Color charge is always conserved.
When a quark emits or absorbs a gluon, that
quark's color must change in order to conserve color charge.
For example, suppose a red quark
changes into a blue quark and emits a red/antiblue gluon (the image below illustrates antiblue as yellow).
The net color is still red. This is because - after the emission of the gluon - the blue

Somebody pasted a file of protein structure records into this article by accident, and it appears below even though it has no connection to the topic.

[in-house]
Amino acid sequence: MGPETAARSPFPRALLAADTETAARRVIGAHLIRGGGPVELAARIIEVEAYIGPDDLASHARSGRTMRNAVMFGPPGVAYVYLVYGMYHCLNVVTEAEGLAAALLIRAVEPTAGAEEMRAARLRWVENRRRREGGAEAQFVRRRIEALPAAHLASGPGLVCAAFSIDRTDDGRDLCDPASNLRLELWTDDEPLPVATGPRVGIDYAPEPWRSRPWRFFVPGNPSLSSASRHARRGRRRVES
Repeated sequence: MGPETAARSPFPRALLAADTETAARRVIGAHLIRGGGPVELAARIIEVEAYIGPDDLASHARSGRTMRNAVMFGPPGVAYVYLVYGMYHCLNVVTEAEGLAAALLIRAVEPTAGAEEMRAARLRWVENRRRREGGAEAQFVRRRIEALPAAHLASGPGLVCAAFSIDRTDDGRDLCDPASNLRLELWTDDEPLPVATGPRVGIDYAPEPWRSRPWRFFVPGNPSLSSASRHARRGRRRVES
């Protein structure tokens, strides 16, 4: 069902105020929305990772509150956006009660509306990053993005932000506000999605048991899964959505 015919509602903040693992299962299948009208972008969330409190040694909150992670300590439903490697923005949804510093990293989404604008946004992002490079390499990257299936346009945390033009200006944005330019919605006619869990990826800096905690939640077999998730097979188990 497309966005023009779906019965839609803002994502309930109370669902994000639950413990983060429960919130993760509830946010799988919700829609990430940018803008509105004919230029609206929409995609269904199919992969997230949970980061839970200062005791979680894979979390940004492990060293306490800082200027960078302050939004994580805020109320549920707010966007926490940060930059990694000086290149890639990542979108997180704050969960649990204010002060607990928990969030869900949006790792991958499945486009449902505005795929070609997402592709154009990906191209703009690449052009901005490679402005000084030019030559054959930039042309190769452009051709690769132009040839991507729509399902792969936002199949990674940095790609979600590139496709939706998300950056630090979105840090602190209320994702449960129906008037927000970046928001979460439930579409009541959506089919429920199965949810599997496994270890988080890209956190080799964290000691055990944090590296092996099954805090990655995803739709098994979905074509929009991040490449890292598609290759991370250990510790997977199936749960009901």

color of the quark cancels with the antiblue color of the gluon. The remaining color then is the
red color of the gluon.
Quarks emit and absorb gluons very frequently within a hadron,
so there is no way to observe the color of an individual quark.
Within a hadron, though, the color of the two quarks exchanging a gluon
will change in a way that keeps the bound system in a color-neutral